However, religion in China is actually considered pluralist. Meaning, religion in China is considered to be more family-oriented and does not strictly require observance by its members. This paper shall discuss religion in China, considering its application and the various practices seen in the country.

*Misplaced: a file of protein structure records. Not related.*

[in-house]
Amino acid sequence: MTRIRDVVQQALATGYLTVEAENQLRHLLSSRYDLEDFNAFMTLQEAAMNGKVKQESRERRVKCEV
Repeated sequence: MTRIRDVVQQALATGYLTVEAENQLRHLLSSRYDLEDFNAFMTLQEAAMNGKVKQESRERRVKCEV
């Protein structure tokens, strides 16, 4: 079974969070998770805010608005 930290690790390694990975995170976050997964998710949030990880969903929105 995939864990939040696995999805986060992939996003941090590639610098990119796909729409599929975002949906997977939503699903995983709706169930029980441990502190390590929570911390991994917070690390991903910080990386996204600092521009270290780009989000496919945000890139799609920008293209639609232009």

Considering the pluralist nature of religion in China, various authors and scholars define religion in China as cultural practices, not actual “religions” (Taylor, 1982). Nevertheless, in the popular and contemporary context, various religions abound in China, including Buddhism, Confucianism, Islam, Judaism, and Christianity, among others. Buddhism is the most common religion in China and was first seen in the country in the first century (Landaw and Baudian, 2003). The Chinese folk religion known as Shenism is however China’s largest religion as it encompasses various religious traditions (Gargan, 2001). Shenism is a combination of various ethnic religions, including Taoism, the worship of the shens, heroes, ancestors, Chinese mythological figures, and local ethnic deities (Gargan, 2001). In the seventh century, Christianity in China was first seen; it re-emerged in the 16th century with the appearance of the Jesuit missionaries. As the 18th century saw the entry of Europeans into China, Western religions were eventually introduced in the country (Hughes, 2005). More religious freedom was seen in the 1980s and Taoism and Buddhism became an important part of their culture. In the current context, Shenism and Buddhism are considered the most popular religions in China, and smaller percentages of the population are Christians or belong to other religious groupings. In considering the historical beginnings of religion in China, it is important to note that before Chinese civilization was established, the ethnic and folk religious practices were practiced alongside shamans (Walter and Fridman, 2004). With the advent of Chinese civilization, the indigenous and folk religious practices slowly emerged and developed; and this saw the introduction of animism and Taoism into China’s culture (Walter and Fridman, 2003). It is very much supported by the Chinese people, with the firm recognition of the impact of these religions in their lives and their daily activities. The People’s Republic of China was founded in 1949 and it is considered atheist as it sees religion as part of foreign colonialism; it also strictly adheres to the separation of Church and State (Overmyer, 2003). In the mid-1960s, the Cultural Revolution firmly emphasized the elimination of religions; this period saw the destruction of places of worship. In the 1970s, the end of the Cultural Revolution saw improved tolerance in religions and the expression of these religions – with emphasis on the freedom of religions (Hughes, 2005). Their 1978 Constitution also emphasized on this mandate with Article 46 which emphasizes on religious freedom and the non-discrimination of citizens due to religious beliefs (Peale, 2005). There have been various programs to rebuild Buddhist and Taoist temples in the 1980s and these programs have helped in integrating religion as an important part of the Chinese culture. Buddhists in China are spread out all over the country. The Southern provinces are strong in Shenism and Taoism (Hays, 2010). Chinese folk religions are seen in the central regions and are hardly seen in the northern regions. The northern regions are atheist and agnostics with some Buddhists and Taoists mixed into the population (Hughes, 2005). Sichuan is dominated by Taoists and the eastern regions and coastal provinces are mostly Christians (Little and Eichman, 2000). Tibetan Muslim